Ca2+ is a key component of cardiomyocyte excitation-contraction (E-C) coupling. Ca2+-regulatory proteins regulate intracellular free Ca2+ concentrations and maintain intracellular Ca2+ homeostasis so it is very important for E-C coupling and for myocyte contractility . The most important Ca2+-regulatory proteins include sarcoplasmic reticulum (SR) Ca2+-ATPase (SERCA2a), ryanodine receptor (RyR2, the cardiac isoform of RyR), sodiumcalcium exchanger (NCX), sarcolipin (SLN), and phospholamban (PLN) . Abnormal parts of Ca2+-regulatory proteins in ventricular hypertrophy (LVH) are well established from animal models . Few, if any, studies have examined these proteins in human LVH or RVH, due to a lack of tissue availability. Bartelds and colleagues have reported pressure load can induce different functional and molecular adaptations in the right ventricle (RV) from left ventricle (LV) . In addition, it is important that the reported Ca2+-regulatory proteins changes have not been consistent among all animal models of LVH [8, 9]. Such discrepancies further emphasize that it is necessary to examine these proteins changes associated with RVH in the human heart, rather than generalizing from LVH of animal models. Furthermore, hypoxia is a severe pathophysiological condition that can induce RVH[10, 11] and can also alter the expression of Ca2+-regulatory proteins in hearts from animal models, however there is no evidence of this in the human heart [10, 12]. Therefore, research about the alteration of Ca2+-regulatory proteins in RVH with or without hypoxia will help to understand the cellular and molecular bases of RVH and hypoxia in the populations of children with CHD.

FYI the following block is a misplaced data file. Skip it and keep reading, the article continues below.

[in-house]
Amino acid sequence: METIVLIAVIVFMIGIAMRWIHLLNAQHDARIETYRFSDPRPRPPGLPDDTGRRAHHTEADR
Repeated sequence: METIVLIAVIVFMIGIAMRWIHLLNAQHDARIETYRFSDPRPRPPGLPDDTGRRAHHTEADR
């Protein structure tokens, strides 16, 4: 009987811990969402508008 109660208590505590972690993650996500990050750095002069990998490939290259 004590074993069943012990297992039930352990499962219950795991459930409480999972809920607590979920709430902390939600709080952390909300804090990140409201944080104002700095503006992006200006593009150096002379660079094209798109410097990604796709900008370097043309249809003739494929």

Ca2+-regulatory proteins regulate intracellular free Ca2+ concentrations and maintain intracellular Ca2+ homeostasis and thus have a very important role in the process of myocardial contraction and relaxation . Hypoxia and hypertrophy are the most frequent pathophysiological consequence of CHD which can induce the alteration of parts of Ca2+-regulatory proteins and thus inhibit cardiac contractility [10, 12, 26]. The changes of RV are the key pathologic changes of CHD . However, few studies have been performed to examine Ca2+-regulatory proteins in human RV during hypoxia and hypertrophy, due to a lack of tissue sources. 2b1af7f3a8